This is also one of the reasons bananas make up part of the clinical BRAT diet – bananas, rice, applecause and dry toast – that dietitians use to treat acute diarrhea.

Advertising

6. Bananas are rich in Vitamin C.

When you think of vitamin C, oranges and strawberries might be the first fruits that come to mind. But a full serving of bananas provides a whopping 15 percent of the daily requirement for this essential nutrient. Vitamin C is an important antioxidant that neutralizes harmful free radicals in the body. Free radicals are uncharged atoms, molecules or ions (the “bad guys”) that are constantly destroying cells in your body. Vitamin C also aids in keeping blood vessels healthy and produces collagen that holds muscles, bones and other tissues together.

7. Bananas improve athletic performance.

If you have ever wondered why many athletes love bananas, here’s the reason: Bananas boost the muscles and provide antioxidants and other nutrients naturally. According to a study at the Appalachian State University’s Human Performance Lab, consuming half a banana every 15 minutes during a cycling time trial test was as effective as drinking a carbohydrate matched sports drink every 15 minutes. No wonder Yohan Blake, the Jamaican Olympics sprinter, reportedly eats 16 bananas a day!

8. Bananas fight anemia.

Because bananas are high in iron, consuming them can stimulate production of hemoglobin in the blood and help fight anemia. Anemia is a condition where there is a decrease in the number of red blood cells or hemoglobin in the blood, leading to fatigue, paleness and shortness of breath.

Moreover, Vitamin B6 present in banana regulates blood glucose levels, which can also help those suffering from anemia.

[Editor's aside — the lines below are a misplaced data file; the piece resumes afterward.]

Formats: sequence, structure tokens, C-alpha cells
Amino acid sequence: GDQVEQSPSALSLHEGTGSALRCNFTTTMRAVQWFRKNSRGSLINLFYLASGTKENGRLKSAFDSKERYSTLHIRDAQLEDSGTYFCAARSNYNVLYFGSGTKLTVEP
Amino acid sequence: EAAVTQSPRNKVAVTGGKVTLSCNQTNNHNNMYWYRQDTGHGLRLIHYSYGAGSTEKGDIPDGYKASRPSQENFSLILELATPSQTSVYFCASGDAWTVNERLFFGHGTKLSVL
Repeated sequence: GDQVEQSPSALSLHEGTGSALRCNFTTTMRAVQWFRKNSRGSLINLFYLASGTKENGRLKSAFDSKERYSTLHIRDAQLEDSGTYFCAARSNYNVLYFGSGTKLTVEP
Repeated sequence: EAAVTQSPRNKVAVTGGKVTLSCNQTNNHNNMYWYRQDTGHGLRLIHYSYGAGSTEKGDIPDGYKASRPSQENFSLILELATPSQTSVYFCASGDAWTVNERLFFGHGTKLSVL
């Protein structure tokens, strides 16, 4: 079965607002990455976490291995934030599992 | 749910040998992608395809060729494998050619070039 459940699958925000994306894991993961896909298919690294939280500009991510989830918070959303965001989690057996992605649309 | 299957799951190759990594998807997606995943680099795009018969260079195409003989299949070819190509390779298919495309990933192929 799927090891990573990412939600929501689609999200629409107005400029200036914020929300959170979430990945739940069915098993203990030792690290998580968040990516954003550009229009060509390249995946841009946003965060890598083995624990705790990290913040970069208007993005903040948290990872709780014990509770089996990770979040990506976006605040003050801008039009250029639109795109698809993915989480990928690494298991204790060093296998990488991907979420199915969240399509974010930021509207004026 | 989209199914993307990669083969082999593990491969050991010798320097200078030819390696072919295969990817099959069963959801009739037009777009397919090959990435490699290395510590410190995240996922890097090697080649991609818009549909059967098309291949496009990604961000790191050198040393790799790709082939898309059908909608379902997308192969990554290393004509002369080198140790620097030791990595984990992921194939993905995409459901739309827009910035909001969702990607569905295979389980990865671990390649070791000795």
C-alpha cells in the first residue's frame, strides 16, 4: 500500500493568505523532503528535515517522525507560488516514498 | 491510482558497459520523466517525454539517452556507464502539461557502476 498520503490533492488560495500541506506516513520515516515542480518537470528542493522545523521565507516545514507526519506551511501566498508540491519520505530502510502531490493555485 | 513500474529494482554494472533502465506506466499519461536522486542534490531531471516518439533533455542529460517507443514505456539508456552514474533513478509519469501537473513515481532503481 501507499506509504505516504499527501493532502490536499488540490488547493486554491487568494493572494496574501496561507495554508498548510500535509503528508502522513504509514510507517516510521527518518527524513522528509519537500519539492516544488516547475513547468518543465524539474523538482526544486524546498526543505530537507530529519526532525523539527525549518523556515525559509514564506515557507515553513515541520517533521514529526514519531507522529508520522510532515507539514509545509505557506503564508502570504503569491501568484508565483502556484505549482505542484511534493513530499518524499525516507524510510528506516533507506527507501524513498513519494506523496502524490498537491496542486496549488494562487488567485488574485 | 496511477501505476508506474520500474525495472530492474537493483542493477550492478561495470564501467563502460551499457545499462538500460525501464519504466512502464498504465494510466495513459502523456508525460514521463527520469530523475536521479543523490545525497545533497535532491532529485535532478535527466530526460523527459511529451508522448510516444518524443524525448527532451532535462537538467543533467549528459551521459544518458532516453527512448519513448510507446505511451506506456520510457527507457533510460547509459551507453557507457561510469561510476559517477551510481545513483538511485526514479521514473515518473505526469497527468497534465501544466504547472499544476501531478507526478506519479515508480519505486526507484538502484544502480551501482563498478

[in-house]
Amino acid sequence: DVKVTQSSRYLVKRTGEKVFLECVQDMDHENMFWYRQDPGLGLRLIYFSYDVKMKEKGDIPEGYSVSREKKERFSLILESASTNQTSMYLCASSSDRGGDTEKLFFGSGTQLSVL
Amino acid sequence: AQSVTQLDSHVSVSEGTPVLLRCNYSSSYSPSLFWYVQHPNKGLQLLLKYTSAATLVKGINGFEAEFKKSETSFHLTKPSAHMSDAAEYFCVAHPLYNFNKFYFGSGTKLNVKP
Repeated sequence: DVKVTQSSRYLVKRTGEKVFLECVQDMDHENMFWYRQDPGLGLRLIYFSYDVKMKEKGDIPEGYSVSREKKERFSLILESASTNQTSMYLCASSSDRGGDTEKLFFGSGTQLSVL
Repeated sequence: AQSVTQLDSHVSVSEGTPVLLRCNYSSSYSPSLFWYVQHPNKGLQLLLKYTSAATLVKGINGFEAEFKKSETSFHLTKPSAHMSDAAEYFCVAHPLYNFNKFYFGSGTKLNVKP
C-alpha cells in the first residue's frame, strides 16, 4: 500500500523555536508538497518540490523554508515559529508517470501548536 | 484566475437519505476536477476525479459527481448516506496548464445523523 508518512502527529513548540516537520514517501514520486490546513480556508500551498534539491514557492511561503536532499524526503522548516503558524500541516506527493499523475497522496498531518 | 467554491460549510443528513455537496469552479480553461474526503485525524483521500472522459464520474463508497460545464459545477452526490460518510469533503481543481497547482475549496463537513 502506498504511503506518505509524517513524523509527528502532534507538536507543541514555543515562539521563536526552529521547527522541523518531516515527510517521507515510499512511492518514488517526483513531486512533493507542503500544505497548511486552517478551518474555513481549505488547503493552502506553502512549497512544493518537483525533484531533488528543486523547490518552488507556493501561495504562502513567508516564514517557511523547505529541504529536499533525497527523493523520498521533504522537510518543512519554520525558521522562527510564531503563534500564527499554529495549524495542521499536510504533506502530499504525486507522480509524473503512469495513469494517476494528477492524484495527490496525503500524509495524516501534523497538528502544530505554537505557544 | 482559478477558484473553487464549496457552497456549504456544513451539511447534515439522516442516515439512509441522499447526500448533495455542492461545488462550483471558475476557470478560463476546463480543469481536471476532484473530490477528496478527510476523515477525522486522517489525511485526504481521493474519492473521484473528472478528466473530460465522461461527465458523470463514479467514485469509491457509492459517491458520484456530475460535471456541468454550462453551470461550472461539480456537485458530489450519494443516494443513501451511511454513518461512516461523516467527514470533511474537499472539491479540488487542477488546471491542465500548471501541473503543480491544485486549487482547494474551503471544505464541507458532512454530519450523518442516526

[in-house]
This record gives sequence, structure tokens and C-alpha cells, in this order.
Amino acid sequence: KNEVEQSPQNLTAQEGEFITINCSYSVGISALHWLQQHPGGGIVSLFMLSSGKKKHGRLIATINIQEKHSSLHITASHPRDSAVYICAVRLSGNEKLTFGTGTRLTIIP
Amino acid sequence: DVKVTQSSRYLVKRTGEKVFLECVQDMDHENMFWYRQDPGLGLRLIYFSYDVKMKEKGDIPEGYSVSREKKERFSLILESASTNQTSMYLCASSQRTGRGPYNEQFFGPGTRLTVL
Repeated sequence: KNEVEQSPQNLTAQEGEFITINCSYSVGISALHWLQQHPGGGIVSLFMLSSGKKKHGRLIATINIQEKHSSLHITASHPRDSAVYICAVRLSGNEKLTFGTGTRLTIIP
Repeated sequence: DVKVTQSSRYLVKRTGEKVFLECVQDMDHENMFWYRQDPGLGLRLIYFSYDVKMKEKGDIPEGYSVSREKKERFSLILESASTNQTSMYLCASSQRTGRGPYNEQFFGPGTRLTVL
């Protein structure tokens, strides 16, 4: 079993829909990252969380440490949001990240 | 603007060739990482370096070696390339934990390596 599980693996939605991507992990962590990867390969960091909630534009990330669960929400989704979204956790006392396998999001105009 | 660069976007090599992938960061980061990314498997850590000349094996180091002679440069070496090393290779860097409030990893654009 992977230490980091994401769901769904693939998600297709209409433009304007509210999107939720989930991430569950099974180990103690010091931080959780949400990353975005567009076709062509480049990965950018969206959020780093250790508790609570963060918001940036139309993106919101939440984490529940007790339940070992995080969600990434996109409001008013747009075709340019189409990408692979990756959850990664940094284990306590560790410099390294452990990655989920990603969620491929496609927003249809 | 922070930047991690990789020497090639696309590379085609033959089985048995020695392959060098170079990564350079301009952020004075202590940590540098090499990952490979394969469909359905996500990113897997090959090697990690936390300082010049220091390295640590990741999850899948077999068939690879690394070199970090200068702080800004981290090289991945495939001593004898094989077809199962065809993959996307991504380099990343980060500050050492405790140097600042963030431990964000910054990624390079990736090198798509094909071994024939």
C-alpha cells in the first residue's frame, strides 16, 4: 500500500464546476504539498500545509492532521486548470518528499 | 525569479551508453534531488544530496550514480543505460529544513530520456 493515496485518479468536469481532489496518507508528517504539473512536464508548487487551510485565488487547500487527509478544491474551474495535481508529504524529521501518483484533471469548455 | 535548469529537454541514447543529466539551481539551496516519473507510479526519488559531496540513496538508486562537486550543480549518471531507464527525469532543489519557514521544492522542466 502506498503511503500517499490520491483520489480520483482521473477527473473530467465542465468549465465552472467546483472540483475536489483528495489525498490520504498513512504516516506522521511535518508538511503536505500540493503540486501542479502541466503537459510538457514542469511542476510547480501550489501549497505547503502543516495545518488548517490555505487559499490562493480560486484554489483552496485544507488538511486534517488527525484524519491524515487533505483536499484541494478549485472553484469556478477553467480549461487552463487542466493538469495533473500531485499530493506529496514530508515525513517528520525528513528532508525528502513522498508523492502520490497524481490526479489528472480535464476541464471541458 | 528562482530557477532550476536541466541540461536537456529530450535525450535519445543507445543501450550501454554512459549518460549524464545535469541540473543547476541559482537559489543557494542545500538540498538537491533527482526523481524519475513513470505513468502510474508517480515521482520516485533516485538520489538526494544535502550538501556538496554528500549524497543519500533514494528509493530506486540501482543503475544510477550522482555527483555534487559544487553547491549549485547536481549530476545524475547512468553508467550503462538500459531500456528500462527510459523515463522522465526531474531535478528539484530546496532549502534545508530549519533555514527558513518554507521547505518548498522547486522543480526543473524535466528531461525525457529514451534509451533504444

9. Bananas suppress hunger pangs.

This happens not merely because eating bananas makes you feel full for longer, but also due to their pleasant smell. That’s right, the scent of bananas can apparently suppress appetite and hunger pangs! According to this study by Dr Alan Hirsch of the Smell and Taste Treatment and Research Foundation in Chicago, smelling bananas when you are hungry can trick your brain into thinking that you’ve actually eaten them.

Advertising

So, yes, bananas can help you lose weight.

10. Bananas lift mood and help you feel happy.

A medium-size banana provides about 27 mg magnesium. This mineral can help boost your mood and aid good sleep. Men and women need 420 mg and 320 mg of magnesium per day, respectively. If you’re low on magnesium, you’re likely to suffer from anxiety, irritability, depression and other disorders.

Since many of us don’t get enough magnesium in our diets, consider eating a banana next time you’re having a case of the 3 p.m. munchies. It will fill you up and leave you feeling positive.

Bonus non-health benefits

You should also know dried ground banana peels make fantastic mulch for seedlings and new plants in the garden. Bananas are also a perfectly safe and healthy treat for your beloved dog!

A final tick for the pro column: If you are dying for some pearly white teeth, rubbing banana peel on your teeth for about two minutes after you brush can contribute to a perfect smile.